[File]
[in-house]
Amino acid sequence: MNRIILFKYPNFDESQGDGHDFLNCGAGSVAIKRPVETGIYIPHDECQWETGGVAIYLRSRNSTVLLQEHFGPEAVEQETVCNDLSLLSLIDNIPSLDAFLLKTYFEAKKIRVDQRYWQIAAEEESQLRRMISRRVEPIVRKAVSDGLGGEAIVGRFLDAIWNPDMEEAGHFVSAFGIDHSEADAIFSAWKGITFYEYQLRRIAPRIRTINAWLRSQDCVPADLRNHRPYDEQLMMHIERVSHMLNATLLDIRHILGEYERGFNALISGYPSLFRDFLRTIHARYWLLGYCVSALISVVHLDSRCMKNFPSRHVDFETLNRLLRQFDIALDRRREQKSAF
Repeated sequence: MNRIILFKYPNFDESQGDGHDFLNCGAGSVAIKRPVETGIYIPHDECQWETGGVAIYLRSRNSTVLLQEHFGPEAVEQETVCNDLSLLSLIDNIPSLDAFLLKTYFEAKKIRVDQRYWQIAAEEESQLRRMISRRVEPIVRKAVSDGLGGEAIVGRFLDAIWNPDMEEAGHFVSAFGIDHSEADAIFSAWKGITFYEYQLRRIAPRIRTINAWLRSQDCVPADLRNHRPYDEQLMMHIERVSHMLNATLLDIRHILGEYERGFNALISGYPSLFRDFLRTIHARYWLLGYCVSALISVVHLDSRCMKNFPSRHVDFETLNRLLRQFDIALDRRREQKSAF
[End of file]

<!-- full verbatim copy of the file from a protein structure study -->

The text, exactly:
[in-house]
Amino acid sequence: MNRIILFKYPNFDESQGDGHDFLNCGAGSVAIKRPVETGIYIPHDECQWETGGVAIYLRSRNSTVLLQEHFGPEAVEQETVCNDLSLLSLIDNIPSLDAFLLKTYFEAKKIRVDQRYWQIAAEEESQLRRMISRRVEPIVRKAVSDGLGGEAIVGRFLDAIWNPDMEEAGHFVSAFGIDHSEADAIFSAWKGITFYEYQLRRIAPRIRTINAWLRSQDCVPADLRNHRPYDEQLMMHIERVSHMLNATLLDIRHILGEYERGFNALISGYPSLFRDFLRTIHARYWLLGYCVSALISVVHLDSRCMKNFPSRHVDFETLNRLLRQFDIALDRRREQKSAF
Repeated sequence: MNRIILFKYPNFDESQGDGHDFLNCGAGSVAIKRPVETGIYIPHDECQWETGGVAIYLRSRNSTVLLQEHFGPEAVEQETVCNDLSLLSLIDNIPSLDAFLLKTYFEAKKIRVDQRYWQIAAEEESQLRRMISRRVEPIVRKAVSDGLGGEAIVGRFLDAIWNPDMEEAGHFVSAFGIDHSEADAIFSAWKGITFYEYQLRRIAPRIRTINAWLRSQDCVPADLRNHRPYDEQLMMHIERVSHMLNATLLDIRHILGEYERGFNALISGYPSLFRDFLRTIHARYWLLGYCVSALISVVHLDSRCMKNFPSRHVDFETLNRLLRQFDIALDRRREQKSAF